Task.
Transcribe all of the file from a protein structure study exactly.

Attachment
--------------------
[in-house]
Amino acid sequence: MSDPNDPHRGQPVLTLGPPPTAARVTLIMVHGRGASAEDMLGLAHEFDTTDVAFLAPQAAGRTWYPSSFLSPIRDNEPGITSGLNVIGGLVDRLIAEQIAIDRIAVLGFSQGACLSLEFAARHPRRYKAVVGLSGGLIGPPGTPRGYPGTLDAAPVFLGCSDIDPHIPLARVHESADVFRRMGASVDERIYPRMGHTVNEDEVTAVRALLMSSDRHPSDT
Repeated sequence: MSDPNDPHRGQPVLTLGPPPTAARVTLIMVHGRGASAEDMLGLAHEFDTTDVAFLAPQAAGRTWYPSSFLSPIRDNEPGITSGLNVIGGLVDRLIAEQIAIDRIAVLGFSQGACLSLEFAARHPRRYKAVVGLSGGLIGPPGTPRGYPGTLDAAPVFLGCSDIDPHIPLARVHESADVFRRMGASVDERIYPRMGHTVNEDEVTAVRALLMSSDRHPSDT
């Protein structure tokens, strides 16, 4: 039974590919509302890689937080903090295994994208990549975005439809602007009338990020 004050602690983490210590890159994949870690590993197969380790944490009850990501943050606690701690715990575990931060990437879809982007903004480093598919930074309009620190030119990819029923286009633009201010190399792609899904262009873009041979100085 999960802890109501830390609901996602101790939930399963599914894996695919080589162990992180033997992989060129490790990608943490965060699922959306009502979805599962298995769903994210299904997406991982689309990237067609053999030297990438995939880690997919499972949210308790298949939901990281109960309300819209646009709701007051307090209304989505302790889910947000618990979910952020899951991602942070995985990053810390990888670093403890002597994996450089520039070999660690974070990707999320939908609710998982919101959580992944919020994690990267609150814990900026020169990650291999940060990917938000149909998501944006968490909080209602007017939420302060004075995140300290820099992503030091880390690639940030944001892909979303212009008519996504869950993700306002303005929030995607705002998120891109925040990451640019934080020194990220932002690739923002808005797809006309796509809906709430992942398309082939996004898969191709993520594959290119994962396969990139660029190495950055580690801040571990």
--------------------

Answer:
[in-house]
Amino acid sequence: MSDPNDPHRGQPVLTLGPPPTAARVTLIMVHGRGASAEDMLGLAHEFDTTDVAFLAPQAAGRTWYPSSFLSPIRDNEPGITSGLNVIGGLVDRLIAEQIAIDRIAVLGFSQGACLSLEFAARHPRRYKAVVGLSGGLIGPPGTPRGYPGTLDAAPVFLGCSDIDPHIPLARVHESADVFRRMGASVDERIYPRMGHTVNEDEVTAVRALLMSSDRHPSDT
Repeated sequence: MSDPNDPHRGQPVLTLGPPPTAARVTLIMVHGRGASAEDMLGLAHEFDTTDVAFLAPQAAGRTWYPSSFLSPIRDNEPGITSGLNVIGGLVDRLIAEQIAIDRIAVLGFSQGACLSLEFAARHPRRYKAVVGLSGGLIGPPGTPRGYPGTLDAAPVFLGCSDIDPHIPLARVHESADVFRRMGASVDERIYPRMGHTVNEDEVTAVRALLMSSDRHPSDT
């Protein structure tokens, strides 16, 4: 039974590919509302890689937080903090295994994208990549975005439809602007009338990020 004050602690983490210590890159994949870690590993197969380790944490009850990501943050606690701690715990575990931060990437879809982007903004480093598919930074309009620190030119990819029923286009633009201010190399792609899904262009873009041979100085 999960802890109501830390609901996602101790939930399963599914894996695919080589162990992180033997992989060129490790990608943490965060699922959306009502979805599962298995769903994210299904997406991982689309990237067609053999030297990438995939880690997919499972949210308790298949939901990281109960309300819209646009709701007051307090209304989505302790889910947000618990979910952020899951991602942070995985990053810390990888670093403890002597994996450089520039070999660690974070990707999320939908609710998982919101959580992944919020994690990267609150814990900026020169990650291999940060990917938000149909998501944006968490909080209602007017939420302060004075995140300290820099992503030091880390690639940030944001892909979303212009008519996504869950993700306002303005929030995607705002998120891109925040990451640019934080020194990220932002690739923002808005797809006309796509809906709430992942398309082939996004898969191709993520594959290119994962396969990139660029190495950055580690801040571990």